But after finishing Konik's article I began to consider the legal limbo some musicians now find themselves in. Digital audio technology now permits snippets of one musician's work to be "sampled" by other musicians. No rights are signed away or consent asked. Many rap songs and dance tracks consist of sampled guitar riffs and drum licks with new lyrics layered on. These hybrids sell millions. Is this stealing?
I'm not sure, but using someone else's performance for monetary gain certainly merits a close look. If government must conduct some kind of hearing into the rights of artists, here would be a good place to start.
Jeff A. Taylor
Michael Konik makes two technical errors that originated from a Turner press release:
1. The colorization process has nothing whatsoever to do with the preservation of films in black-and-white nor with their transfer from unstable nitrate film to safety stock. Also, colorizers do not strike new protection 35mm black-and-white prints from which to work.
Any transfer from nitrate to safety film was accomplished long ago (except in the case of some obscure "B" pictures that are not candidates for colorization anyway). Black-and-white preservation occurred when beautiful one-inch master tapes were made off of 35mm black-and-white fine-grain master positives before colorization was a factor. These same tape masters are used to make dubs that serve as a skeleton for the computer to colorize. They were the source for good black-and-white copies before these editions were withdrawn.
2. Anyone who has ever turned off the color on a TV to see the film in its original black-and-white has been sorely disappointed. The colorized images have been drastically altered in gradation, contrast, etc. To use Mr. Konik's example of Katharine Hepburn, if her hair is brunette in a motion picture and the colorizers make it blonde, turning off the color does not make the hair color revert to brunette.
President, Kit Parker Films
Mr. Konik replies: The Turner company contends that colorizing movies encourages preservation (I've never seen the press release to which Parker refers, but this claim has appeared in many articles), and Parker contends that it doesn't. Let's assume Parker is right. Now we can safely call those who colorize old movies tasteless and greedy opportunists, not tasteless and greedy opportunists-preservationists. But this is not adequate reason for restrictive legislation. Having never encountered a blonde Hepburn—or for that matter, any other quasi-expressionist colorizing efforts—I've not been disappointed by the television adjustment method. But for those like Parker who are sensitive to gradation, contrast, etc., I suggest going to the video store or local revival house and watching the original.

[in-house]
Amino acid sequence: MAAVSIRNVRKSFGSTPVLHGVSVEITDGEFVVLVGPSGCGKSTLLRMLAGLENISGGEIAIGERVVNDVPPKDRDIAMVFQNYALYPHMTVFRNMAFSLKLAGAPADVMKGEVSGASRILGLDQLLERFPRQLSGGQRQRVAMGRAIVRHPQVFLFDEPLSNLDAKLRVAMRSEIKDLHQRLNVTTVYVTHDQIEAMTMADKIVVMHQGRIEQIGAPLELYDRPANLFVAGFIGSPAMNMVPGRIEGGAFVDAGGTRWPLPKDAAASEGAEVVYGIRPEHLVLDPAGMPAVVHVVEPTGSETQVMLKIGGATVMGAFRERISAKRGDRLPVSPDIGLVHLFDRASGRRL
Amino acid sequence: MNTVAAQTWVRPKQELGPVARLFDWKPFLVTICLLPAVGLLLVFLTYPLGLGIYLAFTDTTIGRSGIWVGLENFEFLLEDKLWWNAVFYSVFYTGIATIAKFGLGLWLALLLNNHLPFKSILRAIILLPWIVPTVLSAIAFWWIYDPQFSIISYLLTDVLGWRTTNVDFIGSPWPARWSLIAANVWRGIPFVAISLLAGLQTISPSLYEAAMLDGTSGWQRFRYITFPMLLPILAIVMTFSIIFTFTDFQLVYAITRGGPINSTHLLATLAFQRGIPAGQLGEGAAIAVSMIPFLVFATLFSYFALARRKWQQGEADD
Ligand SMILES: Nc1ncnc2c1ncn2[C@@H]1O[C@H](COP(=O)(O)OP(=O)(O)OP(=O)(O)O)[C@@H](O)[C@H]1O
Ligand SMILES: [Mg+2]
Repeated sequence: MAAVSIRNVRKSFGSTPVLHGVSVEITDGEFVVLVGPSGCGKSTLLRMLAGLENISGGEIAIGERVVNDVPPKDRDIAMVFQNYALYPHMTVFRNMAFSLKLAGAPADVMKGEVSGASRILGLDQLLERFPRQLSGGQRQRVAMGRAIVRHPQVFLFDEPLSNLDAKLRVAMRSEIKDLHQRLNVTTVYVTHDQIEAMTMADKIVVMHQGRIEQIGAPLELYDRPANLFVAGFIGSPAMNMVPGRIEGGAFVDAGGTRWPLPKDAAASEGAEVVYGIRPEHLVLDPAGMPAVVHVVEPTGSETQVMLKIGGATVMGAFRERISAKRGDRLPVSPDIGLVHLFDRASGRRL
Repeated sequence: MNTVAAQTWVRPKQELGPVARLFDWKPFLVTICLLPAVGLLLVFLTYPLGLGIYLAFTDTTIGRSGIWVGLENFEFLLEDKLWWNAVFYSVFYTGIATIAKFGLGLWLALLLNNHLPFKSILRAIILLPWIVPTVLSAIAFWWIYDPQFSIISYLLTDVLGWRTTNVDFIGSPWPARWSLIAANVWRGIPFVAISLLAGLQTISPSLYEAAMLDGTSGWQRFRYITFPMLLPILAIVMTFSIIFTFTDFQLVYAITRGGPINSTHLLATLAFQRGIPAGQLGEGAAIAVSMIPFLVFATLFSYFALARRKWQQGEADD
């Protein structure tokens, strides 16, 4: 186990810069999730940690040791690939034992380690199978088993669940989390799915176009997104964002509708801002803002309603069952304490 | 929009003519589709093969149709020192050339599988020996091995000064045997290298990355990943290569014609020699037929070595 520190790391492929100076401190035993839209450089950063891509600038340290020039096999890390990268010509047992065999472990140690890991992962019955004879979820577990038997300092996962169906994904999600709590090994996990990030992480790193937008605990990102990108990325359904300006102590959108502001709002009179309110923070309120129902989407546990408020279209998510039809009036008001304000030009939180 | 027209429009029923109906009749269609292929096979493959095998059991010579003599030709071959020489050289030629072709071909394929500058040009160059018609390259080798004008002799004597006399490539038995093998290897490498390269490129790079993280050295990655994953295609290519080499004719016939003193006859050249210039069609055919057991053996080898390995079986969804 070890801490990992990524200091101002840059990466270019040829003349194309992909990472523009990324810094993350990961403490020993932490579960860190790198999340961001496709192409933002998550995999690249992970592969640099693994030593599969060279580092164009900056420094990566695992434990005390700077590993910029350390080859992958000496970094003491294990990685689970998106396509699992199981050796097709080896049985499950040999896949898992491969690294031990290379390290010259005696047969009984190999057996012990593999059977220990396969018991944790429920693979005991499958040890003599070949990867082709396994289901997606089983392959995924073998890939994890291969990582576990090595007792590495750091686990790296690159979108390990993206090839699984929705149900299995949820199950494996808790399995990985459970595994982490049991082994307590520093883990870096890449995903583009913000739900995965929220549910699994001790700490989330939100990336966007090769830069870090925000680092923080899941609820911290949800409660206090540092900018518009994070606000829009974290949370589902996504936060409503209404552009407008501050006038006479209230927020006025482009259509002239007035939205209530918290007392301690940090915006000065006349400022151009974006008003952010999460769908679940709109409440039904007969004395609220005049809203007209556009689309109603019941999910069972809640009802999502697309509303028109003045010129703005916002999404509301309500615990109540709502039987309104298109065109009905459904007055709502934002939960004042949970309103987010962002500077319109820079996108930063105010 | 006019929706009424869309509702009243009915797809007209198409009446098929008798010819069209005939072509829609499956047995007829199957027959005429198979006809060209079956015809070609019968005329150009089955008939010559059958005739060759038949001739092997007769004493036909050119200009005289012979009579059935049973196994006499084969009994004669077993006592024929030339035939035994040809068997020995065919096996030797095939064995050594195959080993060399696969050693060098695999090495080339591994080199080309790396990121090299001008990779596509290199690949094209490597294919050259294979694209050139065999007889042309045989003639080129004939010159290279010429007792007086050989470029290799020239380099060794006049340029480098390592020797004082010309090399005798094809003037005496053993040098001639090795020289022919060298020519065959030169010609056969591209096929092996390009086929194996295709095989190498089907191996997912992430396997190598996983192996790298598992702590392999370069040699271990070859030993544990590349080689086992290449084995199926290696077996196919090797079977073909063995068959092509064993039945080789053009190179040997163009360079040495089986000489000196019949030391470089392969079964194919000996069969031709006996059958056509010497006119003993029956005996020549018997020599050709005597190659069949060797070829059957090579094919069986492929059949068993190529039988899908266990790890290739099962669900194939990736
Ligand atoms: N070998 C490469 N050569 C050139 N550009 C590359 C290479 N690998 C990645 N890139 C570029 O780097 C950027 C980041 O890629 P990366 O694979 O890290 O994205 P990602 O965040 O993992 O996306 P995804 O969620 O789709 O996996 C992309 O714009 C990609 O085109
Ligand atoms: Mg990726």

Life and Death Debate
In condemning "pro-choice absolutists," Virginia I. Postrel ("Reconsidering Roe," Editorials, May) profoundly misses the point of the abortion debate. The main issue in dispute is not whether a fetus has a right to life; I am willing to grant Postrel's contention that after 20 weeks or so a fetus, having acquired a sufficiently developed brain to ground the rational capacities essential to being human, does become a person and so has a right to life. But this fact alone does not establish the impermissibility of abortion after 20 weeks.
A right to life is a right not to be aggressed against; it is not a right not to be killed in self-defense. A fetus is not a bystander but an aggressor (albeit involuntarily), and so its right to life does not constitute a right not to be aborted. Just as my right to free speech does not entitle me to demand the use of your property as a forum, so the fetus's right to life does not entitle it to demand the use of its mother's body as an incubator.
Roderick T. Long
I'd like to add a few more facts to the debate that "Reconsidering Roe" will undoubtedly spark. First, any laws regulating abortion must be enforceable. Well over 15 percent of pregnancies end spontaneously almost before they've begun—before the woman knows she's pregnant. How could that zygote/fetus/baby have any rights protected short of ludicrous invasions of privacy? The law must draw its "bright line" at a point where enforcement is possible.
Second, two of the most popular methods of birth control do not always prevent conception. The pill attempts to prevent ovulation—and thus conception—and alters the lining of the uterus so that if conception occurs, the zygote cannot attach itself. The IUD does not prevent conception at all, but prevents implantation. If legal rights begin at conception, these methods of birth control must be prohibited (guaranteeing a growth industry in smuggling medical supplies).